Enochs v. Pittsburgh, Cincinnati, Chicago & St. Louis Railway Co

Decision Date24 September 1896
Docket Number17,975
Citation44 N.E. 658,145 Ind. 635
CourtIndiana Supreme Court
PartiesEnochs v. Pittsburgh, Cincinnati, Chicago & St. Louis Railway Co

From the Bartholomew Circuit Court.


J. W Donaker, for appellant.

S Stansifer, for appellee.


McCabe, J.

The circuit court sustained several demurrers to each of the two paragraphs of the appellant's complaint, and the plaintiff refusing to amend or plead over, the appellee had judgment upon the demurrer.

The two paragraphs are substantially the same. Both seek to recover damages alleged to have been sustained by the plaintiff through the alleged negligence of the defendant.

The substance of the facts alleged is that, the defendant's railroad track runs through the city of Columbus, upon and along Jackson street, running north and south across Ninth street, both of which are public streets in said city; that plaintiff resided on the west side of Jackson street, a half square north of said Ninth street; that on April 27, 1894, after dark, plaintiff was walking from her place of business to her said house, traveling west on the north side of said Ninth street; that when the plaintiff arrived at the intersection of said Jackson and Ninth streets the defendant was wholly obstructing said Ninth street with an engine and train of cars attached thereto, and unlawfully and negligently permitting said train to remain over and across said Ninth street, wholly obstructing travel thereon for more than twenty minutes; that said train extended north beyond any street crossing of said Jackson street; that plaintiff waited on the east side of said railroad track at said north sidewalk crossing of said Ninth street fifteen minutes for defendant to remove its train; being informed by the trainmen that it was not ready to move out, and becoming impatient and being desirous to reach her home, she undertook to go around said train of cars to the south end of the engine and across defendant's railroad track and said Jackson street to her home; that in attempting to pass around said engine, without any fault or negligence on her part, the plaintiff caught her foot on a stone lying across the gutter between said Ninth street and the south sidewalk thereof at said Jackson street, whereby she was thrown over said stone violently to the ground, thereby breaking and fracturing the bones of her left arm at the wrist, and otherwise bruising her body.

There were such other allegations as that it is conceded that appellant was shown to be free from contributory negligence.

And it is also conceded that the allegations were such as show that the defendant was guilty of negligence in obstructing the street with the train.

The only question is, was the negligence of the defendant the proximate cause of the plaintiff's injury? If it was not, there can be no recovery against the defendant. (16 Am. and Eng. Ency. of Law, 428-431.) An eminent author states the law as we think correctly thus: "Negligence may, however, be the proximate cause of an injury of which it is not the sole or immediate cause. If the defendant's negligence concurred with some other event (other than plaintiff's fault) to produce the plaintiff's injury, so that it clearly appears that but for such negligence the injury would not have happened, and both circumstances are closely connected with the injury in the order of events, the defendant is responsible, even though his negligent act was not the nearest cause in the order of time. Strictly defined, an act is the proximate cause of an event, when, in the natural order of things, and under the particular circumstances surrounding it, such an act would necessarily produce that event. But the practical construction of 'proximate cause' by the courts, is a cause from which a man of ordinary experience and sagacity could foresee that the result might probably ensue." Sherman and Redfield on Negligence (3d ed.), section 10.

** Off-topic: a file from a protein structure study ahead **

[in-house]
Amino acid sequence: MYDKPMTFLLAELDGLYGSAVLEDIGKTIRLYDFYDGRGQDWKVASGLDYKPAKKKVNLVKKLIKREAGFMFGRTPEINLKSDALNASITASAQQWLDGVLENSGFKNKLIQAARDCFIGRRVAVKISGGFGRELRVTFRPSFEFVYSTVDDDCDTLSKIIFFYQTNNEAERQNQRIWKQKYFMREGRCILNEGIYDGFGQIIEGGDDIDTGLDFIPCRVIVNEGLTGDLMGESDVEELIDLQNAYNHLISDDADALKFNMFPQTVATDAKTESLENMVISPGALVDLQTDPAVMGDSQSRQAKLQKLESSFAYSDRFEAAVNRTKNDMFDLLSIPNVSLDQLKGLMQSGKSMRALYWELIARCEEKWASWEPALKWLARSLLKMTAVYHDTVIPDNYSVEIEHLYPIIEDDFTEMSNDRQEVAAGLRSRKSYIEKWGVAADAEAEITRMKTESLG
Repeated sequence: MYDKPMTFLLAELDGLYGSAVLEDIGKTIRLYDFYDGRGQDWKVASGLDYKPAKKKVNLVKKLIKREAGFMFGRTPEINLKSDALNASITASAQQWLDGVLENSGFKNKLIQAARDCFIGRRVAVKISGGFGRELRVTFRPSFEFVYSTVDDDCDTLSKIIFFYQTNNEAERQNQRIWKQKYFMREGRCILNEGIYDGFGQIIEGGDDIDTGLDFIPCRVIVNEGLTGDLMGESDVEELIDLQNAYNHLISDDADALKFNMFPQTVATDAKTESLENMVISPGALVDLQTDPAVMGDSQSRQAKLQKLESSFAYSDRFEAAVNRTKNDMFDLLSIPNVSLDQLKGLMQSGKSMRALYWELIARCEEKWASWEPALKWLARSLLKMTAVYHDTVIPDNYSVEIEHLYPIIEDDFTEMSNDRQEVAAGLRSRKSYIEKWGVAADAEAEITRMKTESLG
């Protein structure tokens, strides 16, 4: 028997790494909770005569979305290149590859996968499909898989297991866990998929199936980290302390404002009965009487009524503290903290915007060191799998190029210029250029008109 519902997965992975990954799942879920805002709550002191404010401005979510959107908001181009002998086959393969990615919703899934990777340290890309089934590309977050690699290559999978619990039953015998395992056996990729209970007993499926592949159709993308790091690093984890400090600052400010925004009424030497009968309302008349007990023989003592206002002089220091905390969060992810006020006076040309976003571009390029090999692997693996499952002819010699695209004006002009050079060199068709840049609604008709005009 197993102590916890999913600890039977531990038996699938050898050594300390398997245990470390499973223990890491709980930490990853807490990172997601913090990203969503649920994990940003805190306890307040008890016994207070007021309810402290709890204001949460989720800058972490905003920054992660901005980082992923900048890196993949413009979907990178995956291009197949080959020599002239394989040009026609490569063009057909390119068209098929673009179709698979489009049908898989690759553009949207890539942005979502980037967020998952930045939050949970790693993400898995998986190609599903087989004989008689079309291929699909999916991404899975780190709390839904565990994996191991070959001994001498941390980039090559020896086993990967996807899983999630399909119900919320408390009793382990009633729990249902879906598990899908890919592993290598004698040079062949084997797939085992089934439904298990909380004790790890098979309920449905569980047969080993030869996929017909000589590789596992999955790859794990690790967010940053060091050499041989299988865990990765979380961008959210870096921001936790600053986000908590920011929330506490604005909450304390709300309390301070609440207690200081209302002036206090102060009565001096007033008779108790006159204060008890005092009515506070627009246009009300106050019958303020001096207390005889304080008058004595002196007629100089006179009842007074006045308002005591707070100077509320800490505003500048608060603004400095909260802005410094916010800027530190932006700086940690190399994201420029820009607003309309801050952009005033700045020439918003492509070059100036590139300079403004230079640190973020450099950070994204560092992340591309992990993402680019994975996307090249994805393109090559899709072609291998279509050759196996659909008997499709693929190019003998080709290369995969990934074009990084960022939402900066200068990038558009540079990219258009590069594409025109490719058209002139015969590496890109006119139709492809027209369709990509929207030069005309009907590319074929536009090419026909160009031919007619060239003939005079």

Tested by this rule, the appellee's negligence was not the proximate cause of appellant's injury.

It is true, that appellant's injury would not have happened but for the appellee's negligence. But that is not the sole ingredient to be considered in determining whether appellee's act was the proximate cause of appellant's injury. N. Y., etc., R. R. Co. v. Perriguey, 138 Ind. 414, 34 N.E. 233; McGahan v. Indianapolis, etc., Gas Co., 140 Ind. 335, 49 Am. St. Rep. 199; 29 L. R. A. 355, 37 N.E. 601.

That the appellant should have come in contact with the stone on which she caught her foot, causing her fall and injury in attempting to go around the obstructing train, would necessarily follow the obstruction; or that ordinary experience or sagacity could foresee that such an accident might probably ensue cannot be affirmed. Appellant mainly relies on two cases. The first is Billman v Indianapolis, etc., R. R. Co., 76 Ind. 166, 40 Am. Rep. 230. The complaint in that case alleged "that the servants and agents of the appellee managed and operated the locomotive and cars of the railway company in such a recklessly and culpably negligent manner, as to willfully and wrongfully cause a team of horses, belonging to one Zero Carter, to take fright and run away, and that, because of such fright, and while unmanageable and running away, they ran against the horse of appellant and caused its death." ...

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1 cases
  • Enochs v. Pittsburgh, C., C. & St. L. Ry. Co.
    • United States
    • Indiana Supreme Court
    • September 24, 1896
    ... ... Hord, Judge.Action by Julia A. Enochs against the Pittsburgh, Cincinnati, Chicago & St. Louis Railway Company. There was a judgment for defendant, ... ...

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